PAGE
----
Okay, this might be my favorite ever blog post. Remember that guy who wrote that book set in Haiti, the one I was raving about, the one where he was giving all the profits to charity? Well, I have him back with some big news.
Here’s Ted Oswald:
I’m a first-time author. I’m a self-taught writer. I crafted the best book I could, tried to follow the best self-publishing advice I could find. And last week, I concluded a book deal with Thomas & Mercer, Amazon Publishing’s mystery and thriller imprint.
How? I suspect divine intervention. I of course don’t have a five-point road map to offer to getting a deal, but I can at least share some of my stops along the way. I hope they’re encouraging for those who aspire to a deal, or hope to carve out a hybrid career straddling the realms of traditional and independent publishing.
Some of you have seen David’s prior posts about my book and its background: Because We Are: A Novel of Haiti is a murder mystery set in the slums of Port-au-Prince with two remarkable children in the lead. It also happens to be a “nonprofit novel,” so that all net proceeds are donated to advocacy and development organizations in Haiti.
I crowdfunded the book on Indiegogo, and did a few KDP Select giveaways to modest results. David found Because We Are during one of those promotions, and he’s proved a huge help both directly (through giving advice about putting together a “Big Push”) and indirectly (through my poring over Let’s Get Visible).
I set everything in motion for the Big Push, a promotion that would try to jump start sales across retailers. I let the book slide out of KDP Select and distributed it to B&N, Kobo, and Apple via Draft2Digital; I pushed the price up to $3.99, readying 99c promotions through BookBub, Book Blast, and Ereader News Today; I prepped tweets and posts via Hootsuite during the promotion period; David featured the book on his blog. Everything was set.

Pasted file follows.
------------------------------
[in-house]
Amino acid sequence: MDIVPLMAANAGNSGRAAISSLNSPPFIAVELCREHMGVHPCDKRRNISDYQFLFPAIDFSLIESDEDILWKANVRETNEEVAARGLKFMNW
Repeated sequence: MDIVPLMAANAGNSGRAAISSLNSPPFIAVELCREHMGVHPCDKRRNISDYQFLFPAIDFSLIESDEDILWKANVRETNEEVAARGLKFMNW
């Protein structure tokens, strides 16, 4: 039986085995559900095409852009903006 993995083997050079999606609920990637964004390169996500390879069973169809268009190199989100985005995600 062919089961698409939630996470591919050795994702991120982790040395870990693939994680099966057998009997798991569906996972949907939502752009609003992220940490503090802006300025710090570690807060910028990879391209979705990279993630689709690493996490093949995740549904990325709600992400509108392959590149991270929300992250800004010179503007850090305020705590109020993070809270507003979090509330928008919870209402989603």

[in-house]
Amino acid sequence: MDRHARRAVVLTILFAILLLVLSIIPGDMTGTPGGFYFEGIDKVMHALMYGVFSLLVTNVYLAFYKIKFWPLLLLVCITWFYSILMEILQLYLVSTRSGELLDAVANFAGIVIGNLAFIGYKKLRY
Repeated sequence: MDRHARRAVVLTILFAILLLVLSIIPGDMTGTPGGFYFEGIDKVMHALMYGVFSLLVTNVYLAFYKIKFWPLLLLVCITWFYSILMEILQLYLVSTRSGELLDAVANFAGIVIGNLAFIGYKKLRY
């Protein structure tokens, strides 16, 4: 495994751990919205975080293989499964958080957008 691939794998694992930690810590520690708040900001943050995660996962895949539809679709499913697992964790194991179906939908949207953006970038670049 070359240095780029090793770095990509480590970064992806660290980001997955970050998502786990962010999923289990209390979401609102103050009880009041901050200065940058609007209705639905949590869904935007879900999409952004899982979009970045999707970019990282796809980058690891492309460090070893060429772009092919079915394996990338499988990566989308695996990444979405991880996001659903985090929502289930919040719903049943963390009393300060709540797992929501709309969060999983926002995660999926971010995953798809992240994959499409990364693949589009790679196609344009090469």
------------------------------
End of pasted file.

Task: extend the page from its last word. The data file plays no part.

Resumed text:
The result? Drumroll… seemingly not too much! It had a day or so high on the various retailers and gained some traction in Amazon’s literary fiction and international crime and mystery charts over the following week. It didn’t sustain sales on the other retail channels and I ultimately broke even on the expenses for the various listings. By now, it’s back to selling slowly.
But here’s where that providence kicked in: a few days after the promotion, an acquisitions editor from Thomas & Mercer contacted me. She let me know several things. She: (a) had seen the book in the international crime and mystery chart when it was riding high; (b) liked the cover; (c) liked the blurb; (d) enjoyed the sample; and (e) proceeded to read the full book. Two days later, she finished it and immediately reached out. Two months later, the deal is signed and Because We Are should be republished next year.
I’m excited to partner with Amazon. I’m convinced they can help me improve my book further and help it reach a wider audience. I hope the relationship leads to a future writing career for me.
But I have to be honest: right now, I’m most excited that I’ll be able to donate thousands of dollars more to organizations impacting lives in Haiti, hopefully for years to come. The prospect of thousands more readers around the world encountering Because We Are, reading it, and being impacted by it comes in at a close second.
If there’s any encouragement from my story, I hope it’s this: I haven’t sold thousands of copies. My book has a website but I don’t blog. My followers are few. My platform is about an inch high. But I was confident I had a compelling book on my hands. I promoted it as best I could following sound advice. And doors opened. Thanks so much to David and everyone here that either purchased the book or helped spread the word—this exciting news wouldn’t have been possible without your help!
Final Note From Dave:
A huge congratulations to Ted! I was bouncing off the walls when I first heard the news, then had to keep quiet until today’s announcement, which was… difficult.
There are so many things I love about this story, but knowing that a whole bunch of grassroots NGOs in Haiti will benefit hugely from Ted’s success is my favorite part. It couldn’t happen to a nicer guy, and Ted deserves all this for a more fundamental reason: he wrote one hell of a book.